The Atomium is a wonderful building come installation that was built for the 1958 World Expo in Brussels. Inside it has deteriorated, leaking in the rain, and generally feeling run down and distinctly dishevelled. A renovation program is underway. The thing is just eccentric, gloriously optimistic, and kitsch in a 1950s sci-fi way that currently makes very fine sense for the first decade of a new millenium. Yep, I loved it.
The Atomium vog is all shot on my Canon Ixus, a 2.1 megapixel domestic camera. I’ve started to use it to shoot some low rez video. Partly because it is easier to carry around than my video camera. Partly because I like the larger aesthetic of using one small domestic level device to capture content for use in the vogs. Partly because I like the discipline that it imposes since I shoot on this more like a still camera, rather than the longer takes I gravitate towards on the video camera.
This vog is pretty straightforward. A short loop of the Atomium itself. If you mouse into the video panes then the playback rate declines, in the same way as the two previous vogs (Paris Snow and Albi Train). Clicking in any of the video panes causes the playback rate to be restored to normal speed, but it also loads a graphic over the top of the playing video pane. These graphics are still images that I shot at the Atomium, and intertitles. I was interested in trying to work out a simple vog structure that would sort of let me build holiday vogs on the fly. Of course I haven’t had any network access to publish them, and they still take a bit of time to build, but the idea is to combine video with the still images and with intertitles in a sort of collage/mollage (montage + collage) environment. More in this style will be here soon….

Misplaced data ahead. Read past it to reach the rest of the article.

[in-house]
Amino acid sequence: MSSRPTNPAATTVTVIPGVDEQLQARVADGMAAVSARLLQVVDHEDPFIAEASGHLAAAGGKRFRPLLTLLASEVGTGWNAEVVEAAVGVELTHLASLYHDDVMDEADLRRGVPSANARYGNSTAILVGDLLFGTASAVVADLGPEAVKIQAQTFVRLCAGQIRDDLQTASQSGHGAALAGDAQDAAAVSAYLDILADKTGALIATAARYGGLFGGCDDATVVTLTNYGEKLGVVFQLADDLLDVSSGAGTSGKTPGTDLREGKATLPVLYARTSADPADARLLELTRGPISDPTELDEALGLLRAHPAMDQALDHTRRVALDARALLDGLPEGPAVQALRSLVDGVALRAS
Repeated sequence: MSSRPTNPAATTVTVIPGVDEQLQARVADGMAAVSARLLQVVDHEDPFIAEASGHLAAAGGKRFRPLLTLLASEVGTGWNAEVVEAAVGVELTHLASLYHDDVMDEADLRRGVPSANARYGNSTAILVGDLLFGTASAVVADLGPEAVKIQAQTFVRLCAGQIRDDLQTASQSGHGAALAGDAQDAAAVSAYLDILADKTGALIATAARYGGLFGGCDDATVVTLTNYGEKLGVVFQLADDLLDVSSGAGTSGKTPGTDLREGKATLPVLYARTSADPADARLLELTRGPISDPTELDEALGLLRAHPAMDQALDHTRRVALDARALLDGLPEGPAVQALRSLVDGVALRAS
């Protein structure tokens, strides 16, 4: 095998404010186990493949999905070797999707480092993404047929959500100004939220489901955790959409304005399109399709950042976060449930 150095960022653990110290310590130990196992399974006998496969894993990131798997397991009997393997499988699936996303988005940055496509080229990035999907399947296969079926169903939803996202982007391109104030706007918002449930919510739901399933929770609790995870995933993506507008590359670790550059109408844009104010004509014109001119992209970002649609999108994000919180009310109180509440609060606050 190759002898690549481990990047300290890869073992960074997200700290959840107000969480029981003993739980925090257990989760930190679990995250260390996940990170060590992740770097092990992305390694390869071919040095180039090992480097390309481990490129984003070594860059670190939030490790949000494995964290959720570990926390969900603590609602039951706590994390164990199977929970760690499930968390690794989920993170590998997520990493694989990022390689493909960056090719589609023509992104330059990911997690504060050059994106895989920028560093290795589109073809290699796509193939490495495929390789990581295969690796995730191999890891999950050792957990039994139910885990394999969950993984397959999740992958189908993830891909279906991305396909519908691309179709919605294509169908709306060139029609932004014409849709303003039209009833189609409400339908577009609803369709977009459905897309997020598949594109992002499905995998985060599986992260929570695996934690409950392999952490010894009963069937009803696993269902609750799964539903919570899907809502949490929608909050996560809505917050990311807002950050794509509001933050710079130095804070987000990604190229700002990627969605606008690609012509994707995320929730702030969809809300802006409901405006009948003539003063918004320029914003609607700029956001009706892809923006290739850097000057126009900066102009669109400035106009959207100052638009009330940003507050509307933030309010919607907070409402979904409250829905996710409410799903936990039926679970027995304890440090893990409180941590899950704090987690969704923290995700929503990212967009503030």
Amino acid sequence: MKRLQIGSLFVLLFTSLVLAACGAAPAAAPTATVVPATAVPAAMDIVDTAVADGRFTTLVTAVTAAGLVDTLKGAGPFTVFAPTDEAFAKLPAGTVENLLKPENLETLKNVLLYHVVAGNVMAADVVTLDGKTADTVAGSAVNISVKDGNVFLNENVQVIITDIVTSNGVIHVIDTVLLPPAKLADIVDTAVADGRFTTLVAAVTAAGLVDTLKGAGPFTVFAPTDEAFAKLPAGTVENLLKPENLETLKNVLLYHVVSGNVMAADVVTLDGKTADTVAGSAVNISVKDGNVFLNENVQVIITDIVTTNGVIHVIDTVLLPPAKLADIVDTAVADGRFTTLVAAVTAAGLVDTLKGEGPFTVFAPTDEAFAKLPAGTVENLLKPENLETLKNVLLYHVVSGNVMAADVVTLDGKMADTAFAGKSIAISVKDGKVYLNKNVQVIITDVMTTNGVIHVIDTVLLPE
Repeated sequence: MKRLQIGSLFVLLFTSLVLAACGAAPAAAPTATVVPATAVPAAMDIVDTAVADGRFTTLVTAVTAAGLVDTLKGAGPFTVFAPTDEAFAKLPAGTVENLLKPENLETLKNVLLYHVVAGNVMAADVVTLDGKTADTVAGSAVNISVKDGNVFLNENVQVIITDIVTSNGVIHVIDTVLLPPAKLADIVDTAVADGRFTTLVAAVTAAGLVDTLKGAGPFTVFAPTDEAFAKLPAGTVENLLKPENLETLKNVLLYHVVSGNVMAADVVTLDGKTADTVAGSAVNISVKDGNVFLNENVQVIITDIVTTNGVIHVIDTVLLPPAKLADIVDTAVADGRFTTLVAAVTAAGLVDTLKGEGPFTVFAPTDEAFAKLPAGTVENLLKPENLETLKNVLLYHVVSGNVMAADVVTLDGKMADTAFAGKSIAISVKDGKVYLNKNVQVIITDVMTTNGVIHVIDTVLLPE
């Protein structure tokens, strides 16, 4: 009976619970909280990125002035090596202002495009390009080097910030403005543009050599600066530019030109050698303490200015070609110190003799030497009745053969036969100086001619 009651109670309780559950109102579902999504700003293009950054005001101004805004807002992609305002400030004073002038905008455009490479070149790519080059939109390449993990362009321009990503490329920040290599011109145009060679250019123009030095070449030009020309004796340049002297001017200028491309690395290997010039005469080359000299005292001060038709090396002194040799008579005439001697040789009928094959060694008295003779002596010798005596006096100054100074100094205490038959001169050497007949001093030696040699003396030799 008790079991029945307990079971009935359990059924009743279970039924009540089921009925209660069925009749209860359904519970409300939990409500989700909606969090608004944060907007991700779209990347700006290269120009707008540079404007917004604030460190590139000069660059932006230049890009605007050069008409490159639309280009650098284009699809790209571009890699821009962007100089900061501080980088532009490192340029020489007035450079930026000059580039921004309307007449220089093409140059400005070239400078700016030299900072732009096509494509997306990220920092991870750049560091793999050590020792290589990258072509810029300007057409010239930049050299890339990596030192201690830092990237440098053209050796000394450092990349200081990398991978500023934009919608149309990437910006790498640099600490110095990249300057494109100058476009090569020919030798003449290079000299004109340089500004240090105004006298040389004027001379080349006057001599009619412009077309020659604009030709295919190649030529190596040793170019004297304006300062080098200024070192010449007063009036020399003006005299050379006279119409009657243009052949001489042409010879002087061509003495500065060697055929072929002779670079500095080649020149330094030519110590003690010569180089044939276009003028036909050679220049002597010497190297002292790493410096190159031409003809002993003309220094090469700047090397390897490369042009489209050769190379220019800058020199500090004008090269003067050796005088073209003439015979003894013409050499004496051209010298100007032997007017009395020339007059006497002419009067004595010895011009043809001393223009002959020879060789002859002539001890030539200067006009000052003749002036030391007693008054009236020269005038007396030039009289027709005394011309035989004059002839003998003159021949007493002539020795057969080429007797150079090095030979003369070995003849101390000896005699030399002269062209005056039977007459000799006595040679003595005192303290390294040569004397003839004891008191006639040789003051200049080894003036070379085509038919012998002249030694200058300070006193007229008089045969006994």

Albi Ville (train light)
Another vog that slows down as you mouse into it. This is light on the side of the train as we travelled from Toulouse to Albi. There’s a 13th Century cathedral there, all brick and lace masquerading as stone. Light and darkness, I prefer the light.
Dorkbot and Vogging
These are the notes I’m using for the presentation come voyage through vogging that I’m doing this evening at Dorkbot.
Vogging is video blogging. There has been a recent rise of interest in video blogging but the majority of these new video blogs think that interactive video means embedding some video on a web page. Vogging is not embedded video.
The Vogma manifesto.
Simple technicalities: Shoot, capture, cut, slice and dice, author, publish. Domestic technologies, a guerilla and noisy aesthetic and practice.
The nuts and bolts: how I slice and dice in Cleaner. How I script in LiveStage Pro.
- QuickTime is track based and so you can work in QuickTime as a collage environment, much like Flash.
- A QuickTime ‘movie’ has two architectures.
- There is the serial, temporal architecture
- Then there is the simultaneous (almost spatial) architecture of simultaneous tracks.
- (I think of this as simultaneity and so about time and interactivity, not about space.)
- It is a distributed practice
- It is political
- It is networked
- It is treating video as a medium to write in, in much the same way that people use CPS and Max to ‘write’ audio
Paris Snow, update.
The Paris Snow vog, only lasted a few hours. I’ve changed it to a much higher (6MB) version. Still not happy with the compressing, but I’ve just moved to using MPEG4 as the standard and so am still tweaking. In this particular vog because the snow is so soft I needed a lot more resolution so that you could notice that the movie was actually slowing down. After the next vog I think the next few that I do like this might be a sort of flash pan work. Possibly even shot on my now long in the tooth Canon Ixus.